Toolchain used in the mapping development process
The mapping artefacts, including the various mapping suite packages that are being developed by the process described in this document, are stored and maintained in the OP-TED/ted-rdf-mapping GitHub repository.
To assist the semantic engineers in the development of mapping suites a toolchain has been developed. There are a number of command line tools (CLIs) available in the OP-TED/ted-rdf-conversion-pipeline GitHub repository that can be run on these mapping suites to process them in various ways. In order to run these CLIs the ted-sws project needs to be installed in the rdf-mapping environment. This can be done by following the installation instructions provided here. The documentation for the usage of these CLI tools can be found here, however we will provide below some more details about the most relevant ones.
After the installation, the following CLIs will be available (the name of the tools to be executed on the command line are specified in parentheses).
This CLI injects the requested resources listed on the "Resources" spreadsheet of the Conceptual Mappings into the MappingSuite. Each Form has resources list that represent the controlled value that are needed in the mapping process.
Consult the authority tables used in the EPO available from the EU Vocabularies.
This CLI injects the technical mappings modules from the
src/mappings folder (see modules chapter) into the mapping suite. Each form has a module list that is needed in order to run the mapping_runner.
The modules name are listed on the "RML_Modules" spreadsheet of the Conceptual Mappings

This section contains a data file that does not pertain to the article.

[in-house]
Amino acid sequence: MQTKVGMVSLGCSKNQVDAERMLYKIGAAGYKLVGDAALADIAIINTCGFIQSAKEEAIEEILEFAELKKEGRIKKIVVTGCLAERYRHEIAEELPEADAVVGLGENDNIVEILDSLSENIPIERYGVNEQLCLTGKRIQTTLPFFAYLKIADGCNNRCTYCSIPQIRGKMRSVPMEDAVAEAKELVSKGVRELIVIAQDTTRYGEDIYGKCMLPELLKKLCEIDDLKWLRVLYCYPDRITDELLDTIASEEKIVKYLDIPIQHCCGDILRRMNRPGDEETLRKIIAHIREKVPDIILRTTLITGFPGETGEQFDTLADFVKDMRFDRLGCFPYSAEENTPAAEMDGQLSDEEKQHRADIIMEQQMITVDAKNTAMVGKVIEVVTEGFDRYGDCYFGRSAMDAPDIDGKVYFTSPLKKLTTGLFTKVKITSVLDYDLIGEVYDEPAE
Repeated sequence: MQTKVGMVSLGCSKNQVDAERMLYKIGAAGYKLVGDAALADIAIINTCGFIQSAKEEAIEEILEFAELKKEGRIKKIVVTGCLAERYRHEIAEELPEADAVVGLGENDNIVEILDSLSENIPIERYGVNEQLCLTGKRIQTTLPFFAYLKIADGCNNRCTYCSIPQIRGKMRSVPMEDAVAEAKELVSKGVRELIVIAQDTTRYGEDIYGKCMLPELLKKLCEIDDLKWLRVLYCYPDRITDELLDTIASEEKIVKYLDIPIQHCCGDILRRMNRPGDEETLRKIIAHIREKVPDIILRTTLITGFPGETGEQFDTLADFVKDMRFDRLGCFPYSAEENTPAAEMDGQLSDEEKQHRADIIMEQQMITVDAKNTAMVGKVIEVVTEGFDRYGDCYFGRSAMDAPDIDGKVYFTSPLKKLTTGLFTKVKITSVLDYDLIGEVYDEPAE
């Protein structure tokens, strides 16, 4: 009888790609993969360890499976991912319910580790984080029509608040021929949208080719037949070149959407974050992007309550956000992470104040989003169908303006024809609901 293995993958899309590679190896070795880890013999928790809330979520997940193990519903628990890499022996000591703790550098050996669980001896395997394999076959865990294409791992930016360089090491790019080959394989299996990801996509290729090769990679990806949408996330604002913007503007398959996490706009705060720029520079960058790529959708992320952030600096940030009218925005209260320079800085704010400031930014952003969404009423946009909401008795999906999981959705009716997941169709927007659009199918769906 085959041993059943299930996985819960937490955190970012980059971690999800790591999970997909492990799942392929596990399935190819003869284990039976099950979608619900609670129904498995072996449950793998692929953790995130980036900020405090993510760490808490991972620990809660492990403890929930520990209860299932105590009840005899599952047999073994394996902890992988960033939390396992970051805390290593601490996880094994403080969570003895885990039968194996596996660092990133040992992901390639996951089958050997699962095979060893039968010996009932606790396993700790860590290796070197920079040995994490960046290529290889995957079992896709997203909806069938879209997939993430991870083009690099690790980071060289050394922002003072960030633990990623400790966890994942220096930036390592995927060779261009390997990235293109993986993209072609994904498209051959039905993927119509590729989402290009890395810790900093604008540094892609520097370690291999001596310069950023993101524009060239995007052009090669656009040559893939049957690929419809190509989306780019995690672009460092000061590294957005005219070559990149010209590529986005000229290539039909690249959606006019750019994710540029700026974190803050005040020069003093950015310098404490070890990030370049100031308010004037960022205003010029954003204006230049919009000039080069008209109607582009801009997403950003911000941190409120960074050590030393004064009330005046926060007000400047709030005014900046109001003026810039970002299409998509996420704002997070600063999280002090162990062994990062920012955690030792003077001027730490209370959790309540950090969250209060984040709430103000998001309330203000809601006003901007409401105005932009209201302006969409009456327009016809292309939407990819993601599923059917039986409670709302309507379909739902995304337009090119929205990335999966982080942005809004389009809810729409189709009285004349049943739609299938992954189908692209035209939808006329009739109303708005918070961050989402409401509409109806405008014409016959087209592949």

This CLI generates a set of SPARQL queries from the conceptual mapping that will be executed by the
sparql_runner CLI (described in the next section). Each generated query will be used to test if the related conceptual mapping is correctly generating RDF data or not.
This CLI executes all the sparql queries generated by sparql_generator into each RDF result file. The results of this execution are one report per RDF file that contains the queries associated to indicators (Valid, Invalid, Unverifiable, Warning or Error).
Each indicator helps semantic engineers and reviewers to figure out different information as it shown down below:
Valid: The XPATH to which the query is associated was found in the XML notice and he SPARQL query returned True. This is the ideal case.
Invalid: The XPATH to which the query is associated was found in the XML notice and the SPARQL query returned False. This can occur for various reasons. It could be a problem in the mapping rule (which needs to be fixed in the technical mapping), or in the generated SPARQL query (which could be fixed by updating the conceptual mapping), but it also could be also a "false alarm" in cases when the validation and reporting tool is not capable to generate the more advanced SPARQL query that can capture the special cases when these queries should be executed (e.g. if there is an XPATH condition), and the query is executed even in situations when it is not necessary.